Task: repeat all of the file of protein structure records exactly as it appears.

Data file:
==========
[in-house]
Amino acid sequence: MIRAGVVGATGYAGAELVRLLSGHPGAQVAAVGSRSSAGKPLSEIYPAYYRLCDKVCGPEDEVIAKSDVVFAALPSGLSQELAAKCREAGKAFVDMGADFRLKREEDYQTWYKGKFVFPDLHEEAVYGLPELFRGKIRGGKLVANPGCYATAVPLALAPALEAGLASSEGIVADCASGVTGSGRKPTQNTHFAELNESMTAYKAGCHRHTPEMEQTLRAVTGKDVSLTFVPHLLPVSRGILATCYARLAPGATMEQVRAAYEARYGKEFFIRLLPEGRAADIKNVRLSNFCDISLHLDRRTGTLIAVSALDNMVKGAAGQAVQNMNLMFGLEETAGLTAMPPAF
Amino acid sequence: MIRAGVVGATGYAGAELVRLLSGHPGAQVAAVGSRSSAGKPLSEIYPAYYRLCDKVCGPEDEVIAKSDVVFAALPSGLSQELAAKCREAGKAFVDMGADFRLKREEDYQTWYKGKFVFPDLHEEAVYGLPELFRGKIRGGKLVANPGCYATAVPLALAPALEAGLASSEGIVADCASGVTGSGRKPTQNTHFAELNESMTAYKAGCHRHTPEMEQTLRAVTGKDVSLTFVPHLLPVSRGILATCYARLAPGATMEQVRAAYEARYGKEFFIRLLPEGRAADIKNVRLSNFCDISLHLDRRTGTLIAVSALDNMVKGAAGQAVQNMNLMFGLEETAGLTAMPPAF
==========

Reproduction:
[in-house]
Amino acid sequence: MIRAGVVGATGYAGAELVRLLSGHPGAQVAAVGSRSSAGKPLSEIYPAYYRLCDKVCGPEDEVIAKSDVVFAALPSGLSQELAAKCREAGKAFVDMGADFRLKREEDYQTWYKGKFVFPDLHEEAVYGLPELFRGKIRGGKLVANPGCYATAVPLALAPALEAGLASSEGIVADCASGVTGSGRKPTQNTHFAELNESMTAYKAGCHRHTPEMEQTLRAVTGKDVSLTFVPHLLPVSRGILATCYARLAPGATMEQVRAAYEARYGKEFFIRLLPEGRAADIKNVRLSNFCDISLHLDRRTGTLIAVSALDNMVKGAAGQAVQNMNLMFGLEETAGLTAMPPAF
Amino acid sequence: MIRAGVVGATGYAGAELVRLLSGHPGAQVAAVGSRSSAGKPLSEIYPAYYRLCDKVCGPEDEVIAKSDVVFAALPSGLSQELAAKCREAGKAFVDMGADFRLKREEDYQTWYKGKFVFPDLHEEAVYGLPELFRGKIRGGKLVANPGCYATAVPLALAPALEAGLASSEGIVADCASGVTGSGRKPTQNTHFAELNESMTAYKAGCHRHTPEMEQTLRAVTGKDVSLTFVPHLLPVSRGILATCYARLAPGATMEQVRAAYEARYGKEFFIRLLPEGRAADIKNVRLSNFCDISLHLDRRTGTLIAVSALDNMVKGAAGQAVQNMNLMFGLEETAGLTAMPPAF